Donald Trump's new campaign manager Kellyanne Conway has a goal for his efforts moving forward: His message has to be "one of substance and it has to be about issues."
"I'd rather lose a campaign where we put it all on the field substantively, where people saw the difference on the major issues of the day, than a campaign based on style," Conway, a nationally recognized pollster who became Trump's campaign manager on Wednesday, told the "CBS This Morning" program.
"If this is about style, he can go back to 'The Apprentice.' That was fun and successful and lucrative for him."
Meanwhile, Conway, in a separate interview on CNN's "New Day" program, acknowledged Trump is behind in the nation's polls, but said that wasn't necessarily a bad thing.
"I think it helps us to be a little bit behind, and we are. It lights a fire under us and reminds us what we need to do to get this done," Conway told CNN, and said "several things" still need to be done.
Conway, was promoted to the top of Trump's campaign along with new hire Stephen Bannon, the executive chairman of the conservative website Breitbart News and a former Goldman Sachs banker, who has become the campaign CEO. Campaign chairman Paul Manafort, remains part of the campaign, and Conway said Thursday the three of them are working together, with Trump as the candidate in charge.
"It looks like you have three leaders," CBS's Charlie Rose noted, asking her who is in charge. "I would say it's a combination of us," said Conway, "And Donald Trump has made it clear who is [in charge]."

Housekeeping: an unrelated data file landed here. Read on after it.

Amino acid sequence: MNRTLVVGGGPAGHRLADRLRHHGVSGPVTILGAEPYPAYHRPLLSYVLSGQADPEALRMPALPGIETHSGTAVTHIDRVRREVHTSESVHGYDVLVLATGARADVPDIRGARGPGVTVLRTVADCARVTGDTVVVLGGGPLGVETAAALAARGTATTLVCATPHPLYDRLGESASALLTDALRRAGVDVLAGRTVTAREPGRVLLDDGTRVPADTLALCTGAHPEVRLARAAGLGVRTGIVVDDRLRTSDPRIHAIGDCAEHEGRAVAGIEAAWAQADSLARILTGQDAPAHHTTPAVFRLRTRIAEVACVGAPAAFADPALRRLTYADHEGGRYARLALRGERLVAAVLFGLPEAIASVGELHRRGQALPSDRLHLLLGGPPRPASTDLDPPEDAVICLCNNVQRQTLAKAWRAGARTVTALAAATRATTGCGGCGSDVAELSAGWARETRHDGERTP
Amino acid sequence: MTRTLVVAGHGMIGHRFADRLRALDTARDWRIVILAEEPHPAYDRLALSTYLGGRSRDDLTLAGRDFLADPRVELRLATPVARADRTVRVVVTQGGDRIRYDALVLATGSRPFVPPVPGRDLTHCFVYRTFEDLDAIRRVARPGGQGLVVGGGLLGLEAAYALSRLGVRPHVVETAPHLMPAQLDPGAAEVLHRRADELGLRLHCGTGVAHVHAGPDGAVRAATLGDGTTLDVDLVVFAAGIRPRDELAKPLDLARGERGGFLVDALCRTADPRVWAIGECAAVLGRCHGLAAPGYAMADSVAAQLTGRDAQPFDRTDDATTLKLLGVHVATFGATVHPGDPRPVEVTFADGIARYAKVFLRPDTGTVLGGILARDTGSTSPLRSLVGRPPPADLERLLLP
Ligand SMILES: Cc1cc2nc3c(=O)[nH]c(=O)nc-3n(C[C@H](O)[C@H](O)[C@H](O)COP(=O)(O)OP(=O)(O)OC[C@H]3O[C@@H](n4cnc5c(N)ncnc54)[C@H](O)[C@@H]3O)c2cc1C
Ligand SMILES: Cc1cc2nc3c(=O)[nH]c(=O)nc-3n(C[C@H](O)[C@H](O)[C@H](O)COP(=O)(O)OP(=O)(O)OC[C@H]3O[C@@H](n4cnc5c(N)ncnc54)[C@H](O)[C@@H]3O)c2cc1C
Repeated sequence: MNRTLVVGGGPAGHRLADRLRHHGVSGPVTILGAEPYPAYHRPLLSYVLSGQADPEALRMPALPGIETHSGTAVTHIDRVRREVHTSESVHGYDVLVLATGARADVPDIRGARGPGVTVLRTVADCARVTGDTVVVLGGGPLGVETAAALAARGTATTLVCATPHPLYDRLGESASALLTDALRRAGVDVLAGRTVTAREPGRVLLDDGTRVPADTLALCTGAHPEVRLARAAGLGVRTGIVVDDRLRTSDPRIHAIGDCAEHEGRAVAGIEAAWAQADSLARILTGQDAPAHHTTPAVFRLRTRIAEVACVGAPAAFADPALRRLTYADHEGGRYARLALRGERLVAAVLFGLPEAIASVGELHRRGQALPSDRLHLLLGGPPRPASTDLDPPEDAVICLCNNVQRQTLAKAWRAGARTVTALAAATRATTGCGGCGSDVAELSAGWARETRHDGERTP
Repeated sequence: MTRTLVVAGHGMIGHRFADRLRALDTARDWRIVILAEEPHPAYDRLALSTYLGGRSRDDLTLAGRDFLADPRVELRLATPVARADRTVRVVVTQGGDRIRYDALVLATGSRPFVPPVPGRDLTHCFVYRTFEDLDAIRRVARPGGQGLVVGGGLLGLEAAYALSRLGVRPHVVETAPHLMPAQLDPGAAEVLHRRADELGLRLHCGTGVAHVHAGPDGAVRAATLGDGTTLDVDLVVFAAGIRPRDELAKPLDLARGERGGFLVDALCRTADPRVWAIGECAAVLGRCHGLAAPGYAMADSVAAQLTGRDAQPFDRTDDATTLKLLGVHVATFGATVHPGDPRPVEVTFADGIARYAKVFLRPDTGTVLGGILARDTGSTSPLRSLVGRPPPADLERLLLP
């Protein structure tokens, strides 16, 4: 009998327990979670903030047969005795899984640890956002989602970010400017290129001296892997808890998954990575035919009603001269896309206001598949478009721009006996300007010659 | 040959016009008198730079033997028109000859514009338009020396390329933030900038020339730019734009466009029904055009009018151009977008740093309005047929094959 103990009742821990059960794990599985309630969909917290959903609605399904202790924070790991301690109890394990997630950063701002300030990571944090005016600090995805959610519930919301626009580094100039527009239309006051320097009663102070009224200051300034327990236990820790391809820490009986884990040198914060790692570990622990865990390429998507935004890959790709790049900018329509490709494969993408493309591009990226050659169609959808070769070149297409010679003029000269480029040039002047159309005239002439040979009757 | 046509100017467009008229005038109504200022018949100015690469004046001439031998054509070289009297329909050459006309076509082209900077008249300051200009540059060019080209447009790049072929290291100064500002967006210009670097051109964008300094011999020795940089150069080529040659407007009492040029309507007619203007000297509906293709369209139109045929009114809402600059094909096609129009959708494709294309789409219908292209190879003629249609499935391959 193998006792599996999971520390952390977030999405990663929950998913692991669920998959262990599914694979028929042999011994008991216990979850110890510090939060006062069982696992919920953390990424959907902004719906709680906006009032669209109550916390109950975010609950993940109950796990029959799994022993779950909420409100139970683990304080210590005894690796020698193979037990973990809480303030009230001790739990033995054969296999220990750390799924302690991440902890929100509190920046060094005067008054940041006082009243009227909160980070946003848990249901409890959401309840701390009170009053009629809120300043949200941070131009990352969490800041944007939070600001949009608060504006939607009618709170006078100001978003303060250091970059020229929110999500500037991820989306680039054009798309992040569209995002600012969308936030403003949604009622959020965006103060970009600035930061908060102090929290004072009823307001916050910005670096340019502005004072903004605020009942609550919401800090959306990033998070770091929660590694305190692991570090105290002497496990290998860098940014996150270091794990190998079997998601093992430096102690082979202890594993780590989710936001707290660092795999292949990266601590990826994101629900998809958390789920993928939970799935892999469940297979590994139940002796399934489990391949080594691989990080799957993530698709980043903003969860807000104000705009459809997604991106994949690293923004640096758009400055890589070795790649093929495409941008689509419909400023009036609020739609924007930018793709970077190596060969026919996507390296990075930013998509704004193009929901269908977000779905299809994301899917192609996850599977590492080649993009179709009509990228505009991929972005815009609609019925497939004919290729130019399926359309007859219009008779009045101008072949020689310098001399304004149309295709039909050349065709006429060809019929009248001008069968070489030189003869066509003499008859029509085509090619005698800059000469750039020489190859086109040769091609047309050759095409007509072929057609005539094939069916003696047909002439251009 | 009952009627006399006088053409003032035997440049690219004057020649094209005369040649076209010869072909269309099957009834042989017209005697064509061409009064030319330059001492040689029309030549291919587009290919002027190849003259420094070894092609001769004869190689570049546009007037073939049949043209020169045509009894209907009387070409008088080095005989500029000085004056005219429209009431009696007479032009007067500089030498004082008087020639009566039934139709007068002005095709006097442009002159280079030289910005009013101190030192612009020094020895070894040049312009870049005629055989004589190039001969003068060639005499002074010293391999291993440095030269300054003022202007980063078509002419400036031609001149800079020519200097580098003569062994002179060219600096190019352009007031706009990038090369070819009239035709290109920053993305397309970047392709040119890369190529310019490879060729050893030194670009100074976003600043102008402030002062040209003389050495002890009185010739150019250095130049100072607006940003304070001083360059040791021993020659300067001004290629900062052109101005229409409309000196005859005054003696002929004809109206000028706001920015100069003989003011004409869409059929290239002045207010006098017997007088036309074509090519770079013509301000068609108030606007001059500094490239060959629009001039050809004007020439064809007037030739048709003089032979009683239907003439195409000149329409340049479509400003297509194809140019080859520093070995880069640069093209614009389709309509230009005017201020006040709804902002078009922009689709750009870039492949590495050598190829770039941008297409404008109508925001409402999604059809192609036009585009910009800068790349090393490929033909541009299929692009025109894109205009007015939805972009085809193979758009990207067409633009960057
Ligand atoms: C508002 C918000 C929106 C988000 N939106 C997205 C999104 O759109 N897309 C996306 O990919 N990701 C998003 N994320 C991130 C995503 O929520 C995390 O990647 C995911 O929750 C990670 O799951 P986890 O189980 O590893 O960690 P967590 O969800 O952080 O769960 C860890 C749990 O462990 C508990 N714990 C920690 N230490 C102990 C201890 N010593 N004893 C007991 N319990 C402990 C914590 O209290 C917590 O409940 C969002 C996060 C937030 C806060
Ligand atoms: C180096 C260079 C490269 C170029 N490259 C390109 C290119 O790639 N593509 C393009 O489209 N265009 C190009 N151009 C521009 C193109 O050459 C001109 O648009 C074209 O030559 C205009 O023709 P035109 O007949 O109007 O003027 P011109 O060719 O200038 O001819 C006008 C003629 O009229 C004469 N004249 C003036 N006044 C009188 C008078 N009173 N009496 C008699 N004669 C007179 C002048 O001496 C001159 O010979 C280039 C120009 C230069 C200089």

"That is Donald Trump," Rose said.
"I respect him immensely," Conway responded. "He is the candidate. I would never have the fire in the belly to do what he has done."
Conway has been working as a senior adviser to Trump since July, and told CBS her new job works to ensure the campaign's field operations and ground game are secure and to work directly with Trump.
She disagreed with Rose's contention that Trump sometimes gets in front of his own message, telling him that she thinks the campaign has a "tremendous message" and has had a good week with Trump's back-to-back policy addresses on law-and-order and on Islamic terrorism.
Now that there is less than 12 weeks to go before the general election, the Trump campaign is looking at expansion, including with personnel and senior staff.
Conway also discussed Trump's first security briefing, and assured the program that he does take the intelligence that was shared seriously, despite comments to Fox News on Wednesday that he doubts many of the nation's intelligence experts.
And, she continued, it's important for him and rival Hillary Clinton to remain informed, as the world "is in danger" and matters change every day.
"There are things that you and I will never know that now Secretary Clinton and Mr. Trump are learning, and I think we should applaud that in a very nonpartisan way," Conway said.
Conway was formerly with Sen. Ted Cruz' campaign for the presidency and headed an associated super PAC, and said she has learned several things about Trump that Cruz or others may not know, including his attitude on women.
"I'm the first female Republican campaign manager in presidential Republican history and that tells you a lot about Donald Trump and it also tells you a great deal about him," she said. "He never said to me, 'Hey, we would like a woman, are you available?'" but instead focused on her experience and qualifications.
Conway said she also finds Trump's blunt way of speaking "refreshing," as he "speaks the way many Americans speak."
But she told CNN that Clinton's got several problems as well, including a "terrible gender gap" among voters.
"For whatever reason, because she's certainly surrounded by many talented professionals and smart people, for whatever reason, they're running a campaign about Donald Trump and not about Hillary Clinton's vision," Conway said.
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